Brodmann Areas: Characteristics and Functions
Neuroscience research has always been incredibly complex. Fortunately, some talented researchers take on the challenge so we can have a better understanding of the brain. One of those scientists was a German neurologist named Korbinian Brodmann, who divided the cerebral cortex into the Brodmann areas.
Brodmann dedicated his life to the study of anatomy and psychiatry. In 1901, he started to focus on neurobiology. During this period, he came up with the famous brain map that’s named after him.
In the diagram of the Brodmann areas, you see how the different areas of the brain are divided according to their function and location. Keep reading to learn more about these complex and fascinating regions of the brain!
What are the Brodmann areas?
Brodmann made his map of the cerebral cortex around 1909. In it, he identified 52 different areas, and each one includes cytoarchitecture, blood flow, metabolism, and characteristic functions.
Brodmann’s goal was to create a topographical diagram of the cortex based on anatomical and functional characteristics. To do that, he made spatial divisions in the cortex. Through experimentation, these areas were correlated to different cortical functions.
Brodmann used the Nissl staining method during his neuroanatomy research to discover these areas. Interestingly, he didn’t do his research on exclusively human subjects. He also used monkeys.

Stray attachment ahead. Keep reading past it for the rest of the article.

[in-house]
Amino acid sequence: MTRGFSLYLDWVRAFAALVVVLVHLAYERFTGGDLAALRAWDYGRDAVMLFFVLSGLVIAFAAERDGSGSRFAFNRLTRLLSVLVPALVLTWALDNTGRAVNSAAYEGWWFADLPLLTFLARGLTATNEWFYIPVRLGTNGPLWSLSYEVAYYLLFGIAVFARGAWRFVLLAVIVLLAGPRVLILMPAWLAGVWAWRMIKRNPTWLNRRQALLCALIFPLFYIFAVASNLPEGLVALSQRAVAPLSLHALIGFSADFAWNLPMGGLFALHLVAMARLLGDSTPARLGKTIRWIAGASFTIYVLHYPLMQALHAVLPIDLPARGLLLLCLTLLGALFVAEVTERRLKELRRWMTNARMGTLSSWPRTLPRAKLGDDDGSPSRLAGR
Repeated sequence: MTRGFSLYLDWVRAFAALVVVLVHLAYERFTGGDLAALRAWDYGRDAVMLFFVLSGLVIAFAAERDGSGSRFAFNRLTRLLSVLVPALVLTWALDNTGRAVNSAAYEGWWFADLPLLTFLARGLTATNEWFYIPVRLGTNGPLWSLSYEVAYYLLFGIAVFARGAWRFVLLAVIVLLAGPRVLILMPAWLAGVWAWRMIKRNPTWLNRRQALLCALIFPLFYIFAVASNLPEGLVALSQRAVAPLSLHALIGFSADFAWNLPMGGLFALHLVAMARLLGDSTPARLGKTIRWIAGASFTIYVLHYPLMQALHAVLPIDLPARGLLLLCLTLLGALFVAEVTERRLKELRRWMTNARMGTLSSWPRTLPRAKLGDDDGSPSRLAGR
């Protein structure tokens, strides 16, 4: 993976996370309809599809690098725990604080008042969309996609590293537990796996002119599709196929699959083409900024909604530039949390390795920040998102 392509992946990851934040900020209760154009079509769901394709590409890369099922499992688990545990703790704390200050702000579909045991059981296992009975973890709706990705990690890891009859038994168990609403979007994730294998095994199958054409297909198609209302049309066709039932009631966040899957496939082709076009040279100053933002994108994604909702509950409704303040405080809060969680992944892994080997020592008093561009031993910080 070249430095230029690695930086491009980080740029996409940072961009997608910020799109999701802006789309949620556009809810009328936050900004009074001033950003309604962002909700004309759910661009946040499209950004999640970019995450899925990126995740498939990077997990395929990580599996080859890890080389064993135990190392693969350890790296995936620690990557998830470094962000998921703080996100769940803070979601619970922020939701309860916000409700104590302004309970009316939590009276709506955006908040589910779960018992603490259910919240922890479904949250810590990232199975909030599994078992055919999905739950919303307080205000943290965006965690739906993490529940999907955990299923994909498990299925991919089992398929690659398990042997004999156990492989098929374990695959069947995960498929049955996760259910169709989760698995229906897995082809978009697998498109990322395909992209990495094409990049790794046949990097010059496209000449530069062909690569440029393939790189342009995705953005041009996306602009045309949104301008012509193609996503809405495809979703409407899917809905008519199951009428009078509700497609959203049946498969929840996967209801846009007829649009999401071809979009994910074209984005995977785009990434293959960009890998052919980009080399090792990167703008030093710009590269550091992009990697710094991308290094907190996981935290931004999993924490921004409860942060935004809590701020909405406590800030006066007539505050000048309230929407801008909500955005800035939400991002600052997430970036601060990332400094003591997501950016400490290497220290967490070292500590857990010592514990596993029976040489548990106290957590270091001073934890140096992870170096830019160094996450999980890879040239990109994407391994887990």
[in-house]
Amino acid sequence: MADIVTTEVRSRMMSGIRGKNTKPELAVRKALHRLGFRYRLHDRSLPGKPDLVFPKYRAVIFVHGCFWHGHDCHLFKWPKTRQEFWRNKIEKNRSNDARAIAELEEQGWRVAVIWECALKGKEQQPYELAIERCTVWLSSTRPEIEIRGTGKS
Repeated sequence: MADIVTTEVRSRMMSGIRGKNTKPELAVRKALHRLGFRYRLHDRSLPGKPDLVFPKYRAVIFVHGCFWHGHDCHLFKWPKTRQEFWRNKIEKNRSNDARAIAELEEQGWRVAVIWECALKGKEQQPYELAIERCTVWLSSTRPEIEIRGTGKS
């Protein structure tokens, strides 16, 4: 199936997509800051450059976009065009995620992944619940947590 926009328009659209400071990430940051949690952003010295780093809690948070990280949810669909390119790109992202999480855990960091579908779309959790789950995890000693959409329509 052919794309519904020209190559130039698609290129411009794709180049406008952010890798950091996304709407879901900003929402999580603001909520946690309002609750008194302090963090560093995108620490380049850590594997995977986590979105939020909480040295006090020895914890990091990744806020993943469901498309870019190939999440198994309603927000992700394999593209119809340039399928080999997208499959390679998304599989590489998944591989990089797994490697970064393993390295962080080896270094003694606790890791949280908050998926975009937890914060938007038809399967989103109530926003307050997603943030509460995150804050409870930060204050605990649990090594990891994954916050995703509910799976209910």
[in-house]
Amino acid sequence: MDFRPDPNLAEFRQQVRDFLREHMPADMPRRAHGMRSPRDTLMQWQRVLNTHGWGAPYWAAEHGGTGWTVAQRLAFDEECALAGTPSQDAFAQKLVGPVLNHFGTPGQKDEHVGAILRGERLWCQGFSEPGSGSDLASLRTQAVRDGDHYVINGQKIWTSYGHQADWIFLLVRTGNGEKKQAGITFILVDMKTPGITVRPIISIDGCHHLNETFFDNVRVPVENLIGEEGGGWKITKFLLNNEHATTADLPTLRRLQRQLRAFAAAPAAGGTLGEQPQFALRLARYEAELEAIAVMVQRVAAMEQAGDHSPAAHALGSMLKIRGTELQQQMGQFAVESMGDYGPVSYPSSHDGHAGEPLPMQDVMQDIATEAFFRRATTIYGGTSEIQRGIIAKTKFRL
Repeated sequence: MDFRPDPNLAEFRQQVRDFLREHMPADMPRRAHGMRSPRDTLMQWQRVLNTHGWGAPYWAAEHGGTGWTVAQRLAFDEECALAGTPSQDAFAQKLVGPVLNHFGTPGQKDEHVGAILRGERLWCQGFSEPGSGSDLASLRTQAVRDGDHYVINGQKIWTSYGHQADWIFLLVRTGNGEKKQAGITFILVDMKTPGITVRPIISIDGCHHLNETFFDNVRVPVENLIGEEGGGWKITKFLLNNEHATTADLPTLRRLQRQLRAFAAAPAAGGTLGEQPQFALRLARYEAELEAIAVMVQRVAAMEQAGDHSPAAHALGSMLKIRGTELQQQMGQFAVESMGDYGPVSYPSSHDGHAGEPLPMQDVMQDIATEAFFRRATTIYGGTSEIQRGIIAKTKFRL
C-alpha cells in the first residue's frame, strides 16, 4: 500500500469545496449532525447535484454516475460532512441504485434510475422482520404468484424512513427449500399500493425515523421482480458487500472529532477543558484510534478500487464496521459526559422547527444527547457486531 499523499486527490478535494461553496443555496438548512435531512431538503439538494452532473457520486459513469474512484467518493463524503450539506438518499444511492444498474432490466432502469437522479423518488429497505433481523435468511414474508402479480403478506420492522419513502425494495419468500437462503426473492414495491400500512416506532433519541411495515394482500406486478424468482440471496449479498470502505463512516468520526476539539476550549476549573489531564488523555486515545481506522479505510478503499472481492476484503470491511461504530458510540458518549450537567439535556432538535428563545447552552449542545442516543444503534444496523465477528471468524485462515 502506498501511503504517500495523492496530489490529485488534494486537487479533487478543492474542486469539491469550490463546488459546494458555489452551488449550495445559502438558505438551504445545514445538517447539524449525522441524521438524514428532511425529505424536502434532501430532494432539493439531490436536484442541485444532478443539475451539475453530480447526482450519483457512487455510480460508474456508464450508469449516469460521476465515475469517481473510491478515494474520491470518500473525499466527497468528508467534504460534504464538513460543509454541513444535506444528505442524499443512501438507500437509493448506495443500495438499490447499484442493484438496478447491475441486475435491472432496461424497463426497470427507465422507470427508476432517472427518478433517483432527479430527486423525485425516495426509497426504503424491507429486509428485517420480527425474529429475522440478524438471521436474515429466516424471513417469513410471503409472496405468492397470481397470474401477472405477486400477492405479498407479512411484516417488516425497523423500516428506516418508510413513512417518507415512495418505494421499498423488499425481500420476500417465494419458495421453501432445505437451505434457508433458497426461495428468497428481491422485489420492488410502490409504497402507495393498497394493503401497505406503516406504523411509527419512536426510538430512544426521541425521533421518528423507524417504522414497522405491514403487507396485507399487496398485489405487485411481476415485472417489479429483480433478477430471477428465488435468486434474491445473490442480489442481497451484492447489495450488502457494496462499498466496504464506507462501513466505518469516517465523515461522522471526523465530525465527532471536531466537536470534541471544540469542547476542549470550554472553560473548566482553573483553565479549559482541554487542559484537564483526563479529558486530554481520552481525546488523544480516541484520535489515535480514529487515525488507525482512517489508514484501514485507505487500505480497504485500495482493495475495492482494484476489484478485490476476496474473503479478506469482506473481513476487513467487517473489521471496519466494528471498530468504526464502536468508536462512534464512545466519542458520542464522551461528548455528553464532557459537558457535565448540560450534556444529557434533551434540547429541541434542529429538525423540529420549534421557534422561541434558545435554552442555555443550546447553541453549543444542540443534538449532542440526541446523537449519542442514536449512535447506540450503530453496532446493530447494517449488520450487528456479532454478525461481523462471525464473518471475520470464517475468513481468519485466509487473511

Brodmann wasn’t the only scientist to divide the cerebral cortex into distinct areas. Constantin Von Economo and Georg N. Koskinas also did it and in much more detail. Nevertheless, Brodmann’s cortical map became the most widely used and is still a reference today.
While we understand now that there’s no exact division between the cortical areas and that there are interrelationships in the cerebral cortex, not independently functioning areas, this map is still very useful.
These are the regions that make up the motor cortex. This zone is in charge of processing information relating to muscle movement. That includes the generation, coordination, maintenance, and finalization of movements. The following zones are located in the motor cortex:
- The primary motor area (Brodmann area 4). This zone is characterized by a low arousal threshold. It’s responsible for sending signals to the muscles to start voluntary movements, usually simple ones.
- The supplementary motor area (Brodmann area 6). This area has a high arousal threshold. It’s responsible for involuntary postural movements. It also influences the organization of movement sequences of large muscle groups.
- The secondary motor area (Brodmann area 8). This is a premotor area and it works with area 6 to store movement patterns that come from past experiences. It’s also responsible for eye movement.
- The Broca Area (Brodmann 44 and 45). These zones are related to the necessary movements to produce language, i.e., gesticulation, intonation, and semantic processing. They play a crucial role in the production of speech and the written word.
These make up the somatosensorial region and they’re responsible for cerebral processing of sensorial phenomena (association and coordination of stimuli and compaction of prior stimuli with exterior stimuli).